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Natasha Morgan 9 months ago

Do you have any thoughts on how easy or difficult it is to find this information currently?

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Jennifer Bute 9 months ago

I just put it into search whether the ban or google! there re many comprising sites and good overall advice by those who have already screened it all

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Fiona Mccrea 9 months ago

I wish this had been around a couple of years ago when dad still did his own banking would have made things a lot easier for me and him

Reply 1

Natasha Morgan 9 months ago

Thanks Fiona. Could you say a little more about how it would have helped?

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Fiona Mccrea 9 months ago

When dad was first diagnosed with dementia this would have been useful as he would have had a named person to speak to they would have got to know him and his spending habits and he needed a strict routine in his life and I think most of this would have enabled him to keep control over his money longer I believed in making him do as much as he was as capable of for as long as possible to Mika him feel in control

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Rosemary Phillips 9 months ago

I would like to see added into this feature the opportunity to phone and discuss if one wasn't sure if a caller etc was a scam call or genuine.

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Ruth Mair 9 months ago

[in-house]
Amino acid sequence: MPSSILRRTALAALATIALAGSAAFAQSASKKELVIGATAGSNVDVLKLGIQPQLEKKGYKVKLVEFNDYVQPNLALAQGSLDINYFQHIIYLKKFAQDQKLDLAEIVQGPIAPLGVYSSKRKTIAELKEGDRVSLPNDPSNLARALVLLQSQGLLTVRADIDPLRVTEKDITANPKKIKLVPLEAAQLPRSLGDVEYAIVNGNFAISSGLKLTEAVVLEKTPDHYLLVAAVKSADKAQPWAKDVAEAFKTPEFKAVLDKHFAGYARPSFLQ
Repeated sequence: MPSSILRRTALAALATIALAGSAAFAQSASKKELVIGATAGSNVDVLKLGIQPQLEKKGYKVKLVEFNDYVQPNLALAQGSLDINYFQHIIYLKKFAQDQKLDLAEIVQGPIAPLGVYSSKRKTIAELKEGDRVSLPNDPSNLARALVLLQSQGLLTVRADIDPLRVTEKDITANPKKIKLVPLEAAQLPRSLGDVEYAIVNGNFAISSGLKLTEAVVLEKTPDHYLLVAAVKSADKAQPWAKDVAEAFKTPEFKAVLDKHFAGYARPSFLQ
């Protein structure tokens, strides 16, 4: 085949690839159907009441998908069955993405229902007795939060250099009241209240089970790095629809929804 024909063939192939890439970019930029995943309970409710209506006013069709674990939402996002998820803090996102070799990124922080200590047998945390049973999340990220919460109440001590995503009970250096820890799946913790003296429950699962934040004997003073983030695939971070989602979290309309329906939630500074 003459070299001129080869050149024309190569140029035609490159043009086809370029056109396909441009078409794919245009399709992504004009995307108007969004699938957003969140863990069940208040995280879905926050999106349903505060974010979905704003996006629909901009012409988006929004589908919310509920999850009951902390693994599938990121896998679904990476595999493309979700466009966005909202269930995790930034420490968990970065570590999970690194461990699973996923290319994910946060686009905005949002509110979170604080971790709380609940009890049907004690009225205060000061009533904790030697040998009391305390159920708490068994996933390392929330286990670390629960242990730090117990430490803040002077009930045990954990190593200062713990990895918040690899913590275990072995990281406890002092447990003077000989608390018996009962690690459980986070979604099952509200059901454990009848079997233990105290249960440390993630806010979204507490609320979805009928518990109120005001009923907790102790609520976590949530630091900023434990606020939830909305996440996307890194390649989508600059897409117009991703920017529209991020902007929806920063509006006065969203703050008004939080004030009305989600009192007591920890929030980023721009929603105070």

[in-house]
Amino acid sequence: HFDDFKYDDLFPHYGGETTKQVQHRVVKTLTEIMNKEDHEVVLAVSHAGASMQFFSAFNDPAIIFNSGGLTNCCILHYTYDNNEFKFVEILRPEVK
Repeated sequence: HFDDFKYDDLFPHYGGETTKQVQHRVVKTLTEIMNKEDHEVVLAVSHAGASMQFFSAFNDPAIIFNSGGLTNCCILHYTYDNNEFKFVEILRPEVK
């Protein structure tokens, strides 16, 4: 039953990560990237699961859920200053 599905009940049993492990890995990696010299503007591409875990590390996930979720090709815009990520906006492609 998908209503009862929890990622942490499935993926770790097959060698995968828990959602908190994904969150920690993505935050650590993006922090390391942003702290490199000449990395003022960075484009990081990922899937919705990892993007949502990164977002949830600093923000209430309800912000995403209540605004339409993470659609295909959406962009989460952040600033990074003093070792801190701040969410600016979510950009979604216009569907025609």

On the basis that this is a support line provided by banks, I think this is a really good idea. From a banker's point of view we used to have excellent relationships with some of our vulnerable customers. They knew us by name and felt very comfortable discussing all manner of financial and other day to day things affecting them. Anything that worried them they would call us to discuss it. In a Unit within a bank it should be possible to have a named contact.
I would definitely use this service and my mum would value this type of facility.

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Alice Billin 9 months ago

I think this would be great. Apart from all the topics listed which are things they can talk about, the real benefit for this phoneline is just having people at the end of the phone who have received specialist dementia training so they understand how to communicate, the anxieties people might have. They'd also have a thorough understanding of all the options available for PABD across the bank, which is not always easy to find.

The idea of one named contact is good but I think unrealistic - what if they call up and that person isn't working that day? Could cause stress

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Trevor Salomon 9 months ago

Very useful indeed. Where is the id security on this service ?

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jayne Sibley 9 months ago

This service doesn't really exist and would be invaluable to families living with dementia, could it be combined with the My Money Meeting? Managing every day money is major cause of stress and worry for families so having dedicated support line will really help. Families can spend a huge amount of time trying to find solutions to financial challenges they face, they may find inadequate solutions and or no solution at all, so having a 'one stop shop' to point them in the right direction of high quality resources and tools to make every day life easier would really help.